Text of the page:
AGC Petitions California to Reopen Costly, Unsafe Rule on Off-Road Diesel Emissions

December 16, 2008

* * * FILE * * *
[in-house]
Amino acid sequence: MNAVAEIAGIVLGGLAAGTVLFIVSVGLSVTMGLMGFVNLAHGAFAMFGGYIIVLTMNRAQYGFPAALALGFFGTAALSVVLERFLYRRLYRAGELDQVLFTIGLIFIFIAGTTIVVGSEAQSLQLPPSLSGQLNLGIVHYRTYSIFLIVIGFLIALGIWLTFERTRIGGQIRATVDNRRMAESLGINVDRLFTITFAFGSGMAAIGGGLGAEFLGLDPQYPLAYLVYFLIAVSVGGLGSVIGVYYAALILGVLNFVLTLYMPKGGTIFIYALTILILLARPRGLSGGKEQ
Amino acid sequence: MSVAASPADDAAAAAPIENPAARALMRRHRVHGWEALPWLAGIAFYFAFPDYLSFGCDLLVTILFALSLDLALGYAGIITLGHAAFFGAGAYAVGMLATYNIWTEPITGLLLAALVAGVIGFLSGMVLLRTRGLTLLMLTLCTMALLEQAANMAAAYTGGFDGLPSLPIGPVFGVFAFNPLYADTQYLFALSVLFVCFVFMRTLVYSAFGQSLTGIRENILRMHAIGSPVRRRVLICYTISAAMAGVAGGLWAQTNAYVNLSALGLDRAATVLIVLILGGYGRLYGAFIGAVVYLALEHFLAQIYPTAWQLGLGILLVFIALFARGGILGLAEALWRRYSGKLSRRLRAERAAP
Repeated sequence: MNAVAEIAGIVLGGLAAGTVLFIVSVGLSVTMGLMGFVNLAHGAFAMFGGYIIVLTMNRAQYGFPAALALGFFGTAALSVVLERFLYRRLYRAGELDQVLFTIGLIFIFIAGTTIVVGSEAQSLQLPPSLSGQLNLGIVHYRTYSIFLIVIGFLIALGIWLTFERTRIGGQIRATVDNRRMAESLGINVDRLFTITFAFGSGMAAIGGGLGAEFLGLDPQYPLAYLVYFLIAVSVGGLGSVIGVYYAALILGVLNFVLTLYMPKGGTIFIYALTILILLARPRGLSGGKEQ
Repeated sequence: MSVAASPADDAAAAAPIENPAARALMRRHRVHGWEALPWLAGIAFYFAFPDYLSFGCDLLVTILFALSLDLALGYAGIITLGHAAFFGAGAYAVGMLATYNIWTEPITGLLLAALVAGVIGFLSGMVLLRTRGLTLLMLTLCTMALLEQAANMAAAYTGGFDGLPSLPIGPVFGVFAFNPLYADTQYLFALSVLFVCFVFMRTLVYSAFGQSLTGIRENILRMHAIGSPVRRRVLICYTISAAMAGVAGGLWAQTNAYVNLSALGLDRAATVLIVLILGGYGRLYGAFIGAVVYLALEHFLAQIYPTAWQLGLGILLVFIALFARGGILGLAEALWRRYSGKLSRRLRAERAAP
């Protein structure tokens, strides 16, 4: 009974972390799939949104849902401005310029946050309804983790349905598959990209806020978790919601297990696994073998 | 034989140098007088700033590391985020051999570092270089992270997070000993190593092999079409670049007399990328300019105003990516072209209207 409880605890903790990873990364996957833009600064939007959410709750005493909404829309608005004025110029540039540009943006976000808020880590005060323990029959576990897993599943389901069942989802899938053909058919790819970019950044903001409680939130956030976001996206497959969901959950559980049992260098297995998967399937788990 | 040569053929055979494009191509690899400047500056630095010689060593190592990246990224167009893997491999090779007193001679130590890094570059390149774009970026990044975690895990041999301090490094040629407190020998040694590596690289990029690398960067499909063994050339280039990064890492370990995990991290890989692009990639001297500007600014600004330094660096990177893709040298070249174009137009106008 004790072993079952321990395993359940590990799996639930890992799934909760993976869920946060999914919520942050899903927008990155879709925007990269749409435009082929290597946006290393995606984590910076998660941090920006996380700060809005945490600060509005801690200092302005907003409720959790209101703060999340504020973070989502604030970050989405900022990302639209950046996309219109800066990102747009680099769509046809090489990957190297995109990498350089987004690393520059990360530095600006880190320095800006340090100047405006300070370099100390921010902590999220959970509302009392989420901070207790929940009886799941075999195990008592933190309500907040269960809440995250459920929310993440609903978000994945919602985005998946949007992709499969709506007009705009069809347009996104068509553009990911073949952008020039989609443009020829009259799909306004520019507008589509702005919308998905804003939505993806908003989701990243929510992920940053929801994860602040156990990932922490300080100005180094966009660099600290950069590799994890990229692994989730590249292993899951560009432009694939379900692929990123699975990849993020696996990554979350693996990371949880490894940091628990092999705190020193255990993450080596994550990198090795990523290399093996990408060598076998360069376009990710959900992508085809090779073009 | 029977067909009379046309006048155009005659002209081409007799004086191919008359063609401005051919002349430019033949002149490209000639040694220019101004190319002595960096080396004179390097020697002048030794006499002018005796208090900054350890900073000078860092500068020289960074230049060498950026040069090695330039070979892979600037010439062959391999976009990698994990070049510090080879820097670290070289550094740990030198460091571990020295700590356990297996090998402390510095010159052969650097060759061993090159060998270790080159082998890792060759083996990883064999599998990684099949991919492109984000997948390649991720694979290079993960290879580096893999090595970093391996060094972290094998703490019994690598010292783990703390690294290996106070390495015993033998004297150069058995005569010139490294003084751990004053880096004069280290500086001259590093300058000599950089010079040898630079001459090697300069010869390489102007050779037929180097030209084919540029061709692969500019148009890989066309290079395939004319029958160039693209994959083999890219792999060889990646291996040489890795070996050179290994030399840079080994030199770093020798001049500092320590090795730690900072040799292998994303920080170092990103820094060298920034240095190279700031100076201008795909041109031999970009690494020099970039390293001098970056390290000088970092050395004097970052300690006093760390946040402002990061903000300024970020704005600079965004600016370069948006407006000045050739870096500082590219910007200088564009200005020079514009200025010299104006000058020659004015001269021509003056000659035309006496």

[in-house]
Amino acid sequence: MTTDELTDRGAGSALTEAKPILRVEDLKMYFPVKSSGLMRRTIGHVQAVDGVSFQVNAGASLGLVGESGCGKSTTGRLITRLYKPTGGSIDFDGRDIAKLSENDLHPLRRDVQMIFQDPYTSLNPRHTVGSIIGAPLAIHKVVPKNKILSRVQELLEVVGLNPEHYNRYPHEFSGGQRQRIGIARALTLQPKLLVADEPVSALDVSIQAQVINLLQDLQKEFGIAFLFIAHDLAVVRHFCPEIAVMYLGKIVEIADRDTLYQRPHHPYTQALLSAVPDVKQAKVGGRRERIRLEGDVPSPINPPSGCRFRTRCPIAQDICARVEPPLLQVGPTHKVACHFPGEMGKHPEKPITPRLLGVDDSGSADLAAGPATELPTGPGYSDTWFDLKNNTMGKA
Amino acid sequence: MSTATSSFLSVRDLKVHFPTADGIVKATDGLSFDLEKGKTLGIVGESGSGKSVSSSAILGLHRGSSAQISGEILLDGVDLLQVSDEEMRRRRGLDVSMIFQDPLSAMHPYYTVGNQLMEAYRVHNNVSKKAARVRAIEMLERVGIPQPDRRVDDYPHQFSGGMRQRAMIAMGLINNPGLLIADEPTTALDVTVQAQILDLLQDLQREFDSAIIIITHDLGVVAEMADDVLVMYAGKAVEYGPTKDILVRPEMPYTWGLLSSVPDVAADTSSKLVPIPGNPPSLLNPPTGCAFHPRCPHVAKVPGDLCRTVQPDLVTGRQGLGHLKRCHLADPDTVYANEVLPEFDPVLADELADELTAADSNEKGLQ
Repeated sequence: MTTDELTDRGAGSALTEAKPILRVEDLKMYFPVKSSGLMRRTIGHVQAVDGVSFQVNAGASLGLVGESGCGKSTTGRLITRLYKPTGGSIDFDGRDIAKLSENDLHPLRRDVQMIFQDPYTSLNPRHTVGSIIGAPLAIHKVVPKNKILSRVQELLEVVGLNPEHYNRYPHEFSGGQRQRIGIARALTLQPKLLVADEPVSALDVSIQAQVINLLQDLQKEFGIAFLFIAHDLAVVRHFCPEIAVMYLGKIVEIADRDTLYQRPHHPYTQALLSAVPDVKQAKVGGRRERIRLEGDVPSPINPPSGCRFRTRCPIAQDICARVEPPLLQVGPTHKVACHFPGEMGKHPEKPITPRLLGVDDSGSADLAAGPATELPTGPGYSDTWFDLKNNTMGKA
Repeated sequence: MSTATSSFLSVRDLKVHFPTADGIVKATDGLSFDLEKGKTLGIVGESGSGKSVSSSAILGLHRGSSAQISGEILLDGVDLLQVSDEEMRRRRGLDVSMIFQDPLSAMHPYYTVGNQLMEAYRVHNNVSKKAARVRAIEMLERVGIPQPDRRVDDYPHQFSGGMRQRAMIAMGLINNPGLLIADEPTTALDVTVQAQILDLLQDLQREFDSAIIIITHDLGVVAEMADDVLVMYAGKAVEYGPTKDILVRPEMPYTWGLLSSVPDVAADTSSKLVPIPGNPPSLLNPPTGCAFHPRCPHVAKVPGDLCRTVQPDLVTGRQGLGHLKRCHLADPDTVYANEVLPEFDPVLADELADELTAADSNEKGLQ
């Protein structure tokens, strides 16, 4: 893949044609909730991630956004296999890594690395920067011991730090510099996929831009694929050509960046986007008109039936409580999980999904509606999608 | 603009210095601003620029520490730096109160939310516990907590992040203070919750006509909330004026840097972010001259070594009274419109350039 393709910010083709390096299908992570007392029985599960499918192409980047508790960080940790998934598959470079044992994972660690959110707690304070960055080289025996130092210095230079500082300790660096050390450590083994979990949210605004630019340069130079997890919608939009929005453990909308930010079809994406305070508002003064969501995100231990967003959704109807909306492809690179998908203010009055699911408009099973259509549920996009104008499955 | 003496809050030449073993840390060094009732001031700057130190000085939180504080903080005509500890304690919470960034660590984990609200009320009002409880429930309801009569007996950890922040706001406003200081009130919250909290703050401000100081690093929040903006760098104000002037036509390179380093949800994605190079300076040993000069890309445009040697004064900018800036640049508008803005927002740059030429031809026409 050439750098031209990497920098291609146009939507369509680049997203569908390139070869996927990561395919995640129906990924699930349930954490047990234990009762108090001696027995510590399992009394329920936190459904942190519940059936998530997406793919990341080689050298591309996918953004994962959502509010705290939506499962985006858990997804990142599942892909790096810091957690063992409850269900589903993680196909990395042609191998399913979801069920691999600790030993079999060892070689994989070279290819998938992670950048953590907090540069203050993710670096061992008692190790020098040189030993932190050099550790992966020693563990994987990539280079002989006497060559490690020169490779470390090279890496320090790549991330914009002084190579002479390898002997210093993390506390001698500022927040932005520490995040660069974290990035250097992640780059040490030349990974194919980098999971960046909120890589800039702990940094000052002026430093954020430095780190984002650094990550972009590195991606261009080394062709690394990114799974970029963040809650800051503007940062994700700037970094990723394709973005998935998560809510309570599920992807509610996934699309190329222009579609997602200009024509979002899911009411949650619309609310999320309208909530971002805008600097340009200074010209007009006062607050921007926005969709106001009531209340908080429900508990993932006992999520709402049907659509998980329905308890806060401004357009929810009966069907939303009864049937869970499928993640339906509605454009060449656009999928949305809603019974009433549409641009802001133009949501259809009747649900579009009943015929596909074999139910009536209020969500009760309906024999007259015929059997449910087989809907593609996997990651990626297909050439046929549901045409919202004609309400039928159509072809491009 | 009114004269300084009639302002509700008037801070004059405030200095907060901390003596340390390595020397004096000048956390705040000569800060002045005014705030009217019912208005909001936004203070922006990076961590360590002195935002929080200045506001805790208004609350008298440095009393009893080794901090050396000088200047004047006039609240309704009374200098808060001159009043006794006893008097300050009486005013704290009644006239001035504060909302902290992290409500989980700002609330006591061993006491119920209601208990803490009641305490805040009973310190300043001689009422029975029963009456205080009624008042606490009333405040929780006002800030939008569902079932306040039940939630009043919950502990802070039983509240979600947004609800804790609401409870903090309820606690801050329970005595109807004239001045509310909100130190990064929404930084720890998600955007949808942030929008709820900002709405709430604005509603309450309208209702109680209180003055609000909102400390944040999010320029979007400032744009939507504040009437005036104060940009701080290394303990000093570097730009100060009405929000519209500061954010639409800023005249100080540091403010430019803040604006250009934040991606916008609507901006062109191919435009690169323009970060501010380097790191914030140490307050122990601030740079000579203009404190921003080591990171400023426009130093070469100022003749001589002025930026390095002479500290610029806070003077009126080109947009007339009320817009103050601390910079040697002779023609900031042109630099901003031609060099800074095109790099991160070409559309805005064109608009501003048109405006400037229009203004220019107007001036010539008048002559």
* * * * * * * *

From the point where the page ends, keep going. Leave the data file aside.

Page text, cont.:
On Dec. 15, AGC of America and its two California chapters formally petitioned the state of California to reconsider or repeal a new rule that would force construction companies across the state to retrofit or replace almost all of their heavy construction equipment.  California's new standards are enormously complex and certain to cost California's contractors billions of dollars. The nation's first-ever statewide rules on the exhaust from existing fleets of off-road diesel equipment would impose an excessive burden on the state's struggling construction industry.  While sharing California's commitment to a cleaner environment, AGC maintains that the urgency behind the well-meaning rule is no longer necessary because the economic decline has led to a significant reduction in construction work and the industry's consumption of diesel fuel.  AGC's petition also notes that the California's Department of Industrial Relations has concluded that retrofitting existing construction equipment to meet the new standards may actually violate worker safety laws.  As a result, builders will now have to spend much more than the rule originally estimated to throw out and replace, instead of retrofit, their fleets of diesel-powered construction equipment.  This rule will needlessly force builders to throw away billions of dollars worth of equipment right when we need them to get to work on vital new infrastructure projects. In its petition, AGC included strong evidence that both the economic costs and the environmental benefits of the state's standards are quite different from what the California Air Resources Board (CARB) expected at the time it adopted the standards.  New technology has been slow to arrive and the available technology has come into conflict with safety standards.  Financial markets have frozen and the construction industry now stands on the edge of a sharp decline.  Since July of 2007, when the state adopted the rule, the volume of construction work in California has fallen by $22 billion below the state's economic forecast and the state's construction industry has lost approximately 120,000 jobs.  AGC strongly contested the cost effectiveness of the off-road rule during the rulemaking process.  But now that the construction industry has slowed down and emissions from off-road diesel equipment have also dropped, the cost effectiveness of the new standards has come into even greater question. California's off-road engine standards took effect on June 15, 2008, subject to federal approval of CARB's request for a so-called "waiver of federal preemption."  The U.S. Environmental Protection Agency (EPA) has announced plans to act on California's request in very great haste and without holding hearings in California.  AGC has notified and will continue to point out to both federal and state regulators the many compelling reasons to take a carefully measured approach to California's request for federal approval.  The federal Clean Air Act generally forbids the states to set emission standards for off-road diesel equipment.  The statute, however, makes an exception for the state of California, and if California's new standards meet with federal approval, other states with air pollution concerns will be free to adopt an identical rule.   AGC will continue to oppose California's off-road engine emission rules, persisting in its effort to bring reason to the long-running debate over this equipment. For additional information and future updates, please visit AGC's Web site at Regulation Overview The CARB rules apply to most off-road engines over 25 horsepower (hp), including bulldozers, loaders, backhoes and forklifts.  Out-of-state companies working in California must also comply.  Beginning in 2009, covered fleets of equipment must meet labeling and annual reporting requirements, idling limits, and restrictions on adding older vehicles to fleets.  In addition, those fleets must steadily and dramatically reduce their average emission rates for particulate matter (PM), and in many cases, nitrogen oxide (NOx).  Specifically, the rule sets a yearly target rate for average emissions of PM, and all fleets have to either meet the target rate or apply the highest level of verified diesel emission control technology to 20 percent of its total horsepower.  Each year, large and medium fleets also have to meet a target rate for average emissions of NOx, or in the alternative, "turn over" a certain percentage of their total horsepower (8 percent in early years, and 10 percent in later years).  Compliance dates for these so-called Best Available Control Technology or BACT requirements vary by fleet size, with large fleets deadlines (more than 5,000 hp) between 2010 and 2020, and small fleets (2,500 hp or less) between 2015 and 2025.   In this context, "turn over" means repower a piece of equipment with a cleaner engine, retire a piece of equipment, replace a piece of equipment, or designate a piece of equipment as low use.
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